Liathach

by Dan Bailey - UKHillwalking.com Sep/2011
This route has been read 3,150 times
Walking

Torridon is the archetypal west coast range, and if you like your scenery on an epic scale it's unequalled. Rising over tidal Loch Torridon and the lochan-pitted hinterland beyond, each mountain stands proud of its neighbours, unique and individual. Each takes the form of a massif, with multiple summits and sharp-chiselled ridges, gouged out by great corries and walled with huge terraces. Liathach is the best and beastliest of them, a dark satanic cathedral of ragged crests and bristling crags, dominating its surroundings and offering few lines of easy access. The full traverse rates as one of the great ridge routes of Scotland, a challenging and exciting walk with options to indulge in some top quality mid-grade scrambling.

photo
Liathach from Loch Clair

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Detailed description

1
NG9574856832 Take the Coire Dubh Mor path (signposted) uphill into the glen separating Beinn Eighe from Liathach. At about 300m altitude look for a cairn marking a less well trodden turnoff left. This heads roughly west towards Stuc a' Choire Dhuibh-Bhig across rough ground and easy angled slabs. Pass some huge boulders. As the slope steepens zigzag just to the left of a prominent band of crags, climbing towards a higher tier that seems to bar entry to the ridge above. The path trends right below this to reach a point on the skyline overlooking Coire Dubh Mor. Turn hard left here and the crag tier is easily breached via a short steep grade 1 scramble. On the crest above, rounded sandstone gives way to angular quartzite blocks, giving rough walking to the top of Stuc a’ Choire Bhig.

2
NG9421858225 Looking ahead the ridge now rises in an ascending series of tops to the blunt pyramid of Spidean a’ Choire Leith, higher of the hill’s two Munros; it's further than it looks. Follow the crest into a gap from where a path drops into Glen Torridon via Coire Liath Mhor. Nb. This is a popular access route onto the ridge and the last obvious escape route south until the summit of Mullach an Rathain. Rough ground then leads over twin-topped Stob a’Choire Liath-Mhor. From here descend to another gap before the tough slog onto Spidean a’ Choire Leith.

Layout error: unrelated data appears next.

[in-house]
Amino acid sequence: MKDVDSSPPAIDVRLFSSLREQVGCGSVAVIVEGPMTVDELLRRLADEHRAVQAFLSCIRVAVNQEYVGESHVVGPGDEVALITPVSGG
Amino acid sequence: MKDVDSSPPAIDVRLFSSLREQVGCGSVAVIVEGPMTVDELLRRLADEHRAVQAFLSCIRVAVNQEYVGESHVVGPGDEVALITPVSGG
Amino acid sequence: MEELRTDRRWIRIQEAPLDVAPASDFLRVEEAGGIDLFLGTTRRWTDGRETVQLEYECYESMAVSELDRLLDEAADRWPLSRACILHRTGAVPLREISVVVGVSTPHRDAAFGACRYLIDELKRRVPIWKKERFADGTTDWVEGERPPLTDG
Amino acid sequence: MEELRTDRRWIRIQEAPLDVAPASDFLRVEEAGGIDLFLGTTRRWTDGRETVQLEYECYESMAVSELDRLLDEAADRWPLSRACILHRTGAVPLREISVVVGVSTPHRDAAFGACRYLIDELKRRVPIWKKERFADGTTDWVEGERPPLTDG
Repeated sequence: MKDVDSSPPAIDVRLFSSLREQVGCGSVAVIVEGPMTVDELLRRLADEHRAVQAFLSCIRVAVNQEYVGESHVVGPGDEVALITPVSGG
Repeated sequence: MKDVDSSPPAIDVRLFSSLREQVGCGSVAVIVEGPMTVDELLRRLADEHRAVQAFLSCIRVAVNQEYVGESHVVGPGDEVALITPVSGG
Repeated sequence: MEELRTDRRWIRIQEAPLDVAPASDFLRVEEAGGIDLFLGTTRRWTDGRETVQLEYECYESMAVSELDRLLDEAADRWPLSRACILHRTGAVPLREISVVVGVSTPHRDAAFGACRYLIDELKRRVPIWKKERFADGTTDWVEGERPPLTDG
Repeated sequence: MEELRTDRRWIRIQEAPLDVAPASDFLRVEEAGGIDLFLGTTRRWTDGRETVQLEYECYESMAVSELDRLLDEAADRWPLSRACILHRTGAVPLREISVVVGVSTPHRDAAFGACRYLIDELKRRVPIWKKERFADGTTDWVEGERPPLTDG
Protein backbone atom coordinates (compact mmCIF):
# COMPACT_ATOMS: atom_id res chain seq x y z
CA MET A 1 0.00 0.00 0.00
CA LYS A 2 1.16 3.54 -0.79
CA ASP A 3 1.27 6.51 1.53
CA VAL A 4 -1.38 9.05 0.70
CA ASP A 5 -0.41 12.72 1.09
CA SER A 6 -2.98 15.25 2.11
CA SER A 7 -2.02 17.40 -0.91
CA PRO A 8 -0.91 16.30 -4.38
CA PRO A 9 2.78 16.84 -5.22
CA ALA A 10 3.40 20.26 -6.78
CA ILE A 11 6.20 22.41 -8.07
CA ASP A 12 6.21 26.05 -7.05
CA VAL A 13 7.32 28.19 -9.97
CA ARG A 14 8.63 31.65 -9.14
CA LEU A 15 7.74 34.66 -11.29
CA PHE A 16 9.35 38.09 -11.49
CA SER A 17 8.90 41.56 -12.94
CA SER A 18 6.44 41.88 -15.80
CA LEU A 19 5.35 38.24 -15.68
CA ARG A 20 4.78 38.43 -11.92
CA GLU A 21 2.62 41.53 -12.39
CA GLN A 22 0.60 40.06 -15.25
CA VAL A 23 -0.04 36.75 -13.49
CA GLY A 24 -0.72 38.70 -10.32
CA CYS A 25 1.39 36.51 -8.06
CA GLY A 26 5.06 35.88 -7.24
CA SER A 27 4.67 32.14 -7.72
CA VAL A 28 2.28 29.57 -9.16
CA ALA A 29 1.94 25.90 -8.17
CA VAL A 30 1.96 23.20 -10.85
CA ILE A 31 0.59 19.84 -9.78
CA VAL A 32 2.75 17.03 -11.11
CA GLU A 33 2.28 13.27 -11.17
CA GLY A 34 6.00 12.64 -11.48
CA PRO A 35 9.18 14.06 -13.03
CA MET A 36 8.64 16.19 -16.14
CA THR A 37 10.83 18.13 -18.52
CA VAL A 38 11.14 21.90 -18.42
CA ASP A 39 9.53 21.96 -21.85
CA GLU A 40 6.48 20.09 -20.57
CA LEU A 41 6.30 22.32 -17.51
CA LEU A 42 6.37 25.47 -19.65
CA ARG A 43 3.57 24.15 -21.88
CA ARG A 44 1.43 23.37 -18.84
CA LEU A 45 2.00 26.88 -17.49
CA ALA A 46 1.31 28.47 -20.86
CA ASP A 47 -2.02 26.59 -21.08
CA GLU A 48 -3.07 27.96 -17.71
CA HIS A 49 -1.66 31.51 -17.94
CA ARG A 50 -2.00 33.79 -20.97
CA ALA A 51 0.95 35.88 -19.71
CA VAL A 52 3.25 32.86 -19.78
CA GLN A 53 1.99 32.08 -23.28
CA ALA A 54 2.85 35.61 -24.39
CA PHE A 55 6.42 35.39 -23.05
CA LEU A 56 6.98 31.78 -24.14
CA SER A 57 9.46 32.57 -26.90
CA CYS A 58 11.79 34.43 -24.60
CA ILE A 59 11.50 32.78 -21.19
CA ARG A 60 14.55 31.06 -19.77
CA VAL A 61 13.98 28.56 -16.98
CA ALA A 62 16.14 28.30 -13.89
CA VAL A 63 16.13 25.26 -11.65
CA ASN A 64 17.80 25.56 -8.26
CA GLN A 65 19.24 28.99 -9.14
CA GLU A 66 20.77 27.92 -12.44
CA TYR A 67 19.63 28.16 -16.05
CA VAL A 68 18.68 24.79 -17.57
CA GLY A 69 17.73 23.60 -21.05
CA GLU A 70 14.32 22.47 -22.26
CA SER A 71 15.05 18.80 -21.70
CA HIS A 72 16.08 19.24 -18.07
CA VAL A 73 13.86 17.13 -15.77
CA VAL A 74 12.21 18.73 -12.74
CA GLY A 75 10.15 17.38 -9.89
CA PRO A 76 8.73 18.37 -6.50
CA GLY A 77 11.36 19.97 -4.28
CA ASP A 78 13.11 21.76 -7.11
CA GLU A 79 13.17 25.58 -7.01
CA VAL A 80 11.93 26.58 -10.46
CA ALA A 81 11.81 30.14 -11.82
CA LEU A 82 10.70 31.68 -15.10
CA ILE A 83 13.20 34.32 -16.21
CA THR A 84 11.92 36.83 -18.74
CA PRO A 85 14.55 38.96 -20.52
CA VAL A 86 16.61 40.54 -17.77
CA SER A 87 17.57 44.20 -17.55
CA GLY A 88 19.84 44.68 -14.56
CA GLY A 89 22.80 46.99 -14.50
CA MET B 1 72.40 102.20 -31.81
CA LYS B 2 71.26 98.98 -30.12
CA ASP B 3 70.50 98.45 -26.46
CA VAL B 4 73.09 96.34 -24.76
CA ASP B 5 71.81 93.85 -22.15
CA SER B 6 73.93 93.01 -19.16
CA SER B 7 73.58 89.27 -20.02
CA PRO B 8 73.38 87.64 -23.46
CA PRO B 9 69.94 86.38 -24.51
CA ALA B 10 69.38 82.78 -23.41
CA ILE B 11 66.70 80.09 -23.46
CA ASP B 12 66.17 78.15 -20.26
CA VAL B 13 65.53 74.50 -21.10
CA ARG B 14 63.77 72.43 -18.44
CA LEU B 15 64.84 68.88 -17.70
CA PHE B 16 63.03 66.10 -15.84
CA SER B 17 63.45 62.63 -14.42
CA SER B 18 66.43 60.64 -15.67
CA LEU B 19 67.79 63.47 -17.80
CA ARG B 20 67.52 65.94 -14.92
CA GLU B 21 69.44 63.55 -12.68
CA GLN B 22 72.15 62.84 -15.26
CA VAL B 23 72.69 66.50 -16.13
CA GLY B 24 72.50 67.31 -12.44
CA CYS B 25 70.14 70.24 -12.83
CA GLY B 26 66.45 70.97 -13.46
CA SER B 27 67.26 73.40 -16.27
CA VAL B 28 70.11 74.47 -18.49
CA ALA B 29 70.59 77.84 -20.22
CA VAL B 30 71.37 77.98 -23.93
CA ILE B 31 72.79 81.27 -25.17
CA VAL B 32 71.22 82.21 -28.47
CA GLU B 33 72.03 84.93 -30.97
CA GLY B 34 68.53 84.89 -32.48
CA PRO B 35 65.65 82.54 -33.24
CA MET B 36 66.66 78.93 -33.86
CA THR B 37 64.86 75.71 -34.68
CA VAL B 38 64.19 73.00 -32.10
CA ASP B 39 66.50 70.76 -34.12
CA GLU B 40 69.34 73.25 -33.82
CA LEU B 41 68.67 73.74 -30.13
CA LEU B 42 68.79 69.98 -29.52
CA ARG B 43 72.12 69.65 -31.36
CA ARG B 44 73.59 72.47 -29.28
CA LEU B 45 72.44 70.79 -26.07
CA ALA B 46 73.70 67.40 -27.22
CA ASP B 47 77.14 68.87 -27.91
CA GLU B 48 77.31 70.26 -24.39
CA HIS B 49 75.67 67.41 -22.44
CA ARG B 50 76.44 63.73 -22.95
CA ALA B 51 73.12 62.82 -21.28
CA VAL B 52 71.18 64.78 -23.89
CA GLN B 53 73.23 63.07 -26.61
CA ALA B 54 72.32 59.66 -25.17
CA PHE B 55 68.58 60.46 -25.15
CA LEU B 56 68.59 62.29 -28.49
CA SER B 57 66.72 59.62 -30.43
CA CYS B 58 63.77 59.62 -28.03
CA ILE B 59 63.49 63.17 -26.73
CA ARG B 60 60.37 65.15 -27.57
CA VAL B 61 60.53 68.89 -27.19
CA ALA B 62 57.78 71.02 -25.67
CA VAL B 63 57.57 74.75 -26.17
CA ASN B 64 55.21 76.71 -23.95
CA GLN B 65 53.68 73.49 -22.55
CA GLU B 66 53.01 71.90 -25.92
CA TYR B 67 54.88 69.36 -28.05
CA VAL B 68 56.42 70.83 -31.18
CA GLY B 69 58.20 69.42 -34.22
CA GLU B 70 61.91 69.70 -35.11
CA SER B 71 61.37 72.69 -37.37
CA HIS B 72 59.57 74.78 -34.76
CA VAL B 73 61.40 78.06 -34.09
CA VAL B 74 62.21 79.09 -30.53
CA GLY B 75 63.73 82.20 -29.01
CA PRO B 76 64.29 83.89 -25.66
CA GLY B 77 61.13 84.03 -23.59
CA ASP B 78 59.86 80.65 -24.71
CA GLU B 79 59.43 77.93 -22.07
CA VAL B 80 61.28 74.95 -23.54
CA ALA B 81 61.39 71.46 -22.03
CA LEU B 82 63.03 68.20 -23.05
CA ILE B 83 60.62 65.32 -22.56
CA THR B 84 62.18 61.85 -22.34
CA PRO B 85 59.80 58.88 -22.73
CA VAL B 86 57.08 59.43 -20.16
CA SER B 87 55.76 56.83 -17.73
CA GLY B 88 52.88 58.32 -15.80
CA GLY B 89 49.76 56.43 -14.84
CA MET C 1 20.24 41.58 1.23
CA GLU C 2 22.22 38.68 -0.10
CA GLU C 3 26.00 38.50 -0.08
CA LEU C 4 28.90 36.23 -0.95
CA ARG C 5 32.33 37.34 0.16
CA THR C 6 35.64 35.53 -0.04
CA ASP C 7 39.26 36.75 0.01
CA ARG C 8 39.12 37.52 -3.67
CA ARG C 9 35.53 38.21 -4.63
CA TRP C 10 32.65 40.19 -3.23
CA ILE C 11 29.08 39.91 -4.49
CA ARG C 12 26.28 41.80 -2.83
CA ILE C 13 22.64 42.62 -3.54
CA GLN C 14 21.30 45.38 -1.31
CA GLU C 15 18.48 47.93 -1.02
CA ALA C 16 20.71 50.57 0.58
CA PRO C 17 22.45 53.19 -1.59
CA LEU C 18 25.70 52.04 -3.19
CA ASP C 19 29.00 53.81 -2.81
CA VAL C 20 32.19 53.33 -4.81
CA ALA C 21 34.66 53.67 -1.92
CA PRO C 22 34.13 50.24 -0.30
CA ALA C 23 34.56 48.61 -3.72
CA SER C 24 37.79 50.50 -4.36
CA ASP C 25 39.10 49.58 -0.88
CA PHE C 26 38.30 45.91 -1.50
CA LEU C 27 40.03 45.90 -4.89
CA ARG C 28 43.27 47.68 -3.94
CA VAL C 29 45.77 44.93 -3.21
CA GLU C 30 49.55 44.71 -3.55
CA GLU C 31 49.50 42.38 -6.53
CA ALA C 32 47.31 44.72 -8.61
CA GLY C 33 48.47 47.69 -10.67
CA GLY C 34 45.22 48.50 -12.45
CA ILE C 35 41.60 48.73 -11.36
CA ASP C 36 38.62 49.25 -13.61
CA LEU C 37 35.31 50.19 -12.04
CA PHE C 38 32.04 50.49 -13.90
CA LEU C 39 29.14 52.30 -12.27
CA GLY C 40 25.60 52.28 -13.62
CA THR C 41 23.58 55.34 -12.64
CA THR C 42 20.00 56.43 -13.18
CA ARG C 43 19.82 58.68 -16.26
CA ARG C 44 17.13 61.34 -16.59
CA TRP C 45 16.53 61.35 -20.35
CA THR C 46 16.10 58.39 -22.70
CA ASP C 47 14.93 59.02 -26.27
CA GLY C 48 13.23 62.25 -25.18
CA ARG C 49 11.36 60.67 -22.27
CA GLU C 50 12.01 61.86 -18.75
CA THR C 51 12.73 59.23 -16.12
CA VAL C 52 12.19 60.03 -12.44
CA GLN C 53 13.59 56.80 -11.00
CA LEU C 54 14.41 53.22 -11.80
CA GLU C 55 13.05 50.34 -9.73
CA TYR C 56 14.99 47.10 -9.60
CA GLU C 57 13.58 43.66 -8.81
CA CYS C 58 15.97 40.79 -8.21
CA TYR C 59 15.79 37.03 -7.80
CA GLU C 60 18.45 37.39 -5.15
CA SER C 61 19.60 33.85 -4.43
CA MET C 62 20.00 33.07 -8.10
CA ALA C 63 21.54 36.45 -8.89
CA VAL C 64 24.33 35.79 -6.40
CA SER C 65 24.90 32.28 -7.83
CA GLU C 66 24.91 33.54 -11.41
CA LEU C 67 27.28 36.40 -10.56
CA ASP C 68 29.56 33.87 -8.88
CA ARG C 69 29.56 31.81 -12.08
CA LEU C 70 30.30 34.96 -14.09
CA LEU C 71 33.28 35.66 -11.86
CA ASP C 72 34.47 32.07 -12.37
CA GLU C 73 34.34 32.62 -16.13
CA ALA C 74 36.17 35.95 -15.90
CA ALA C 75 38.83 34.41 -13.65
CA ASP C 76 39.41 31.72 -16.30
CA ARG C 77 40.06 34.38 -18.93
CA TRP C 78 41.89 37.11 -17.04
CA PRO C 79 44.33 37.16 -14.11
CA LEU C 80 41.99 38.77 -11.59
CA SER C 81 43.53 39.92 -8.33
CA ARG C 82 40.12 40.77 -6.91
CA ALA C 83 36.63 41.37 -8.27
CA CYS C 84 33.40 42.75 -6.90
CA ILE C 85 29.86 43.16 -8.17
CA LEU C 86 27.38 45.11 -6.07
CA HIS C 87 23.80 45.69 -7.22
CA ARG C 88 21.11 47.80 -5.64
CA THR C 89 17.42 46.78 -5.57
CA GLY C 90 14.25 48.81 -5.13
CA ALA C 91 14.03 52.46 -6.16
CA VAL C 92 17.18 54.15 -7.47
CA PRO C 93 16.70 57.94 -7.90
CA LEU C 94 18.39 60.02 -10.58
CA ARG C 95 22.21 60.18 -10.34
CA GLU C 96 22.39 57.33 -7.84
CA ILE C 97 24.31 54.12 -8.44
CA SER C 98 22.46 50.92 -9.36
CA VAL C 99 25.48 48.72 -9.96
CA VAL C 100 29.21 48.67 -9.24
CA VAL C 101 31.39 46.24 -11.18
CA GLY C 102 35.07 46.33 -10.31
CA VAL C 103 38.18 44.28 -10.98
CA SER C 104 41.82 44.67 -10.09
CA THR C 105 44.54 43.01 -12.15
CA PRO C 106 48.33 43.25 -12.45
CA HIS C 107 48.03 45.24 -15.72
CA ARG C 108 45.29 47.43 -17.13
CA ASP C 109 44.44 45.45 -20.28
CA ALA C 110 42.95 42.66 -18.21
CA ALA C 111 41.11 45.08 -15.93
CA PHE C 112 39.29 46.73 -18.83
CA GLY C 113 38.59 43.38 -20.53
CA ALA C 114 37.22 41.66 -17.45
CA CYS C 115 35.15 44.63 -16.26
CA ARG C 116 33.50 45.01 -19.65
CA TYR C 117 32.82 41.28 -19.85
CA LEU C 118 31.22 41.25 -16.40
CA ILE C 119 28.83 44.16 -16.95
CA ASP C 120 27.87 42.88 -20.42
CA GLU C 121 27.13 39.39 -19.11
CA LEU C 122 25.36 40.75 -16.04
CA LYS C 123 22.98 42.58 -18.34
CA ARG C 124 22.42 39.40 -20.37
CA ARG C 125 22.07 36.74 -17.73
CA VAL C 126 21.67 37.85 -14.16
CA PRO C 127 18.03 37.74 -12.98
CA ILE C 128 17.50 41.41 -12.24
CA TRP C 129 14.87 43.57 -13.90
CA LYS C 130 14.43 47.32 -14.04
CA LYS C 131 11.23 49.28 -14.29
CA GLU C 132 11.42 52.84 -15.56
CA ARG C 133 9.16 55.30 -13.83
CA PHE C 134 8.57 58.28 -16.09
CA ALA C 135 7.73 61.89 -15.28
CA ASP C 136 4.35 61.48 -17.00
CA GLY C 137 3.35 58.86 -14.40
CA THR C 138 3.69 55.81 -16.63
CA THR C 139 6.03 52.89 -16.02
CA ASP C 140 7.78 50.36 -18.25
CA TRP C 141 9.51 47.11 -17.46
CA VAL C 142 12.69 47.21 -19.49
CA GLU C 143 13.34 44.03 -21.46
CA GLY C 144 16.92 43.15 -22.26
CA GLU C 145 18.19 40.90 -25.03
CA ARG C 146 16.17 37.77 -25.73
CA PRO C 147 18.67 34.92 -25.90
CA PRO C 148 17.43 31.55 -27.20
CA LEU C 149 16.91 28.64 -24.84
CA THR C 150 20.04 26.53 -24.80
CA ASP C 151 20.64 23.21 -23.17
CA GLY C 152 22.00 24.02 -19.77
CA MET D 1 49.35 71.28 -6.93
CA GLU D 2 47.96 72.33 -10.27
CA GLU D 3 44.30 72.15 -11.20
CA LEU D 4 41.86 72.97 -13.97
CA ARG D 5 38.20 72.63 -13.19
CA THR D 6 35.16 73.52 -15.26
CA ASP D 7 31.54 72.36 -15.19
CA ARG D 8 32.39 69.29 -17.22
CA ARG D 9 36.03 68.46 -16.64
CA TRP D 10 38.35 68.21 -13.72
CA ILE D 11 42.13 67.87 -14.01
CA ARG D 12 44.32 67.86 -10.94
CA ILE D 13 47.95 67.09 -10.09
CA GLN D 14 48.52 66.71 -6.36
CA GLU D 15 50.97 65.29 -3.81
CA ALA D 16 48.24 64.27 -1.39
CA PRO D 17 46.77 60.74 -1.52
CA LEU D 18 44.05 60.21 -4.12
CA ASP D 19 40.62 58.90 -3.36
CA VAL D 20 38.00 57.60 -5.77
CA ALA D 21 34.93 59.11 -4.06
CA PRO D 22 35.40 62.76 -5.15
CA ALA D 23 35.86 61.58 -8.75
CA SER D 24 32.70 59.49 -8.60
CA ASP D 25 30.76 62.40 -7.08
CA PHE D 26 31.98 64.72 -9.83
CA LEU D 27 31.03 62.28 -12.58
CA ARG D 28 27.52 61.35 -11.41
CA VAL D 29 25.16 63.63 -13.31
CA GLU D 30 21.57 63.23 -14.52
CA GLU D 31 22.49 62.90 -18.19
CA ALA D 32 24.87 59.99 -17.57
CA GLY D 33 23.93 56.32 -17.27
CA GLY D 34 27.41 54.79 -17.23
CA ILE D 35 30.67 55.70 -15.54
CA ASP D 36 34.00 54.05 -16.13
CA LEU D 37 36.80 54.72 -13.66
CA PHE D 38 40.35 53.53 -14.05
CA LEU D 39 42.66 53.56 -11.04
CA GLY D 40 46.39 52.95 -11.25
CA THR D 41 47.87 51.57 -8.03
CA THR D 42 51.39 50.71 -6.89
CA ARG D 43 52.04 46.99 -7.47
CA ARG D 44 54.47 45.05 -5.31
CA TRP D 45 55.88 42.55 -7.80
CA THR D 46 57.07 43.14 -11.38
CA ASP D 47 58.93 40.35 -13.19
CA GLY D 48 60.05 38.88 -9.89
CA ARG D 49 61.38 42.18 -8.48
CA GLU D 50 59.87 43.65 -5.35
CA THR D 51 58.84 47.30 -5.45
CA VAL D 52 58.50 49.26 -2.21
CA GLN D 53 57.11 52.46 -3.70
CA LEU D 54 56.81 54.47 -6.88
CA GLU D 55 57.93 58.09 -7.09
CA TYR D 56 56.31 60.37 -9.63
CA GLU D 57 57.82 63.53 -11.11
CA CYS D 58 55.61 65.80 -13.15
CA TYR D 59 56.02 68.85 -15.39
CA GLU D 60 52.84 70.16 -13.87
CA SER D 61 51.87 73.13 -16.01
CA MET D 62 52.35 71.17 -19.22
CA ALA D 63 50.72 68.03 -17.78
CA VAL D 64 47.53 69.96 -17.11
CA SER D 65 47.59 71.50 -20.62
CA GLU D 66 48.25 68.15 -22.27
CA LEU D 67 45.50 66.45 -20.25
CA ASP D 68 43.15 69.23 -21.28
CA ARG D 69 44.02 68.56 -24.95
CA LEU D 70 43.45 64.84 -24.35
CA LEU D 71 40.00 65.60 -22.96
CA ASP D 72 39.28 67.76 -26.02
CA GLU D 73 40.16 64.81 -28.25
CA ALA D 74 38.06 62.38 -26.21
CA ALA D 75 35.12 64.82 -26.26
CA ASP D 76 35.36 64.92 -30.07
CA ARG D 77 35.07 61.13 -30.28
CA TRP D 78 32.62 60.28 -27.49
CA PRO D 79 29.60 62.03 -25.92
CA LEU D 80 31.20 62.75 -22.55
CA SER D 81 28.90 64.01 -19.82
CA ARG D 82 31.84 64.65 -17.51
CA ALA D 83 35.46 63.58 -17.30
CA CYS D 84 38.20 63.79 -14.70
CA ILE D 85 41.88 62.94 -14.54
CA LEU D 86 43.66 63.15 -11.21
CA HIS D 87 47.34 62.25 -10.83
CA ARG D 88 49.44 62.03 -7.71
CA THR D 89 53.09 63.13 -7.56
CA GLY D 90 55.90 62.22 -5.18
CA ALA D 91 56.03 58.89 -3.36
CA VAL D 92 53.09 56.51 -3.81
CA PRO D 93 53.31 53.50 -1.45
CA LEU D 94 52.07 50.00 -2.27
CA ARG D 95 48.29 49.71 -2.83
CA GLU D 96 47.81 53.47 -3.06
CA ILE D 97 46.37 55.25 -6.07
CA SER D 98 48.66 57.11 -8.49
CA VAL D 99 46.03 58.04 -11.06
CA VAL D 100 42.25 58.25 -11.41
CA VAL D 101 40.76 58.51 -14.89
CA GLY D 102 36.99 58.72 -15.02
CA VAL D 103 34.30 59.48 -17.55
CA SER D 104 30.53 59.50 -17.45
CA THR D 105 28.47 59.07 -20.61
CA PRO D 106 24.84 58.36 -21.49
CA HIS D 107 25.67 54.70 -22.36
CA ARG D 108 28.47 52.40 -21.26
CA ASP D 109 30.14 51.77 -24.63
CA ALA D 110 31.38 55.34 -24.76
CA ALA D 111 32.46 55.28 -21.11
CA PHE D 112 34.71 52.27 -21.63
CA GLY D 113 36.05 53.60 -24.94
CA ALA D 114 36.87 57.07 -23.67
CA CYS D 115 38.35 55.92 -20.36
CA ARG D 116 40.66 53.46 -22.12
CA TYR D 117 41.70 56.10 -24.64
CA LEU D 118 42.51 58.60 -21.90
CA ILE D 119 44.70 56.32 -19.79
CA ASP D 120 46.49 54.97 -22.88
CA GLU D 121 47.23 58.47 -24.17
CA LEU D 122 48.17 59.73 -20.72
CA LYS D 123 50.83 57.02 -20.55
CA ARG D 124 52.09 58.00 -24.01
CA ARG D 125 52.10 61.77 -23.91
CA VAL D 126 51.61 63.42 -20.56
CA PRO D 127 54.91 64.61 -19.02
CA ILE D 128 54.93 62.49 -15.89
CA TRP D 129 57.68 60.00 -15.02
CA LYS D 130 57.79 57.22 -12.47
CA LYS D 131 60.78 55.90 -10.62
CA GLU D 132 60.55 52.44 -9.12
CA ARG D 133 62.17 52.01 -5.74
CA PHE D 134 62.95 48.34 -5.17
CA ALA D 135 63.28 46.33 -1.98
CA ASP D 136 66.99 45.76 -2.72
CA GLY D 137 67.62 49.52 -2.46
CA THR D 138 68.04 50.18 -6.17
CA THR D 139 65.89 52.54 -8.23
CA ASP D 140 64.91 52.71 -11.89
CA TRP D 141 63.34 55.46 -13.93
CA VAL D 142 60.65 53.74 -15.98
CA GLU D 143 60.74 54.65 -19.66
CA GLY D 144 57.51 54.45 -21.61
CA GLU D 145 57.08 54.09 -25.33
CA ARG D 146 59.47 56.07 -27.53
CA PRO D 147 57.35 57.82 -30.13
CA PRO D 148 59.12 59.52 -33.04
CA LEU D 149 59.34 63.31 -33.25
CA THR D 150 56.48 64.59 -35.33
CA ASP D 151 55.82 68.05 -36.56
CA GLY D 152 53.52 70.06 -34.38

+Mullach an Rathain and Beinn Alligin from Spidean a' Choire Leith, Liathach, 144 kbMullach an Rathain and Beinn Alligin from Spidean a' Choire Leith, Liathach
© Dan Bailey - UKHillwalking.com, Jun 2010

3
NG9293457967 Beyond this scree-draped summit the crest of Liathach abruptly narrows into the Am Fasarinen Pinnacles, a series of shattered battlements topping the tiered cliffs of Coire na Caime. Descend steep scree (various paths) to the little notch that marks the start of the fun stuff. Scramblers should stick with the crest, clambering over or around each pinnacle in turn - there's plenty of exposure but crampon scratches give a good general guide to the easiest line. Alternatively to avoid most of the hands-on stuff look for a path low on the left (south) side. Beyond the highest pinnacle the ground soon reverts to walking, with a short descent then a long gentle cliff-edge climb to Mullach an Rathain, Munro number two.

+Spidean a' Choire Leith and the Am Fasarinen Pinnacles from the Northern Pinnacles of Liathach  , 104 kbSpidean a' Choire Leith and the Am Fasarinen Pinnacles from the Northern Pinnacles of Liathach
© Dan Bailey - UKHillwalking.com

4
NG9118757678 Descend briefly southwest, then curve left into the scree bowl of of Toll Ban which is descended for several hundred metres. A clear path leads down, roughly following a burn. As the burn enters a deep cutting the path veers away from it, threading through the sandstone tiers of Liathach's lower slopes to regain the road beside a small plantation.

5
NG9137655404 Follow the A896 back up the glen to the car park; it's not a fast or busy road (by any means), and gives an easy and very scenic end to the day.

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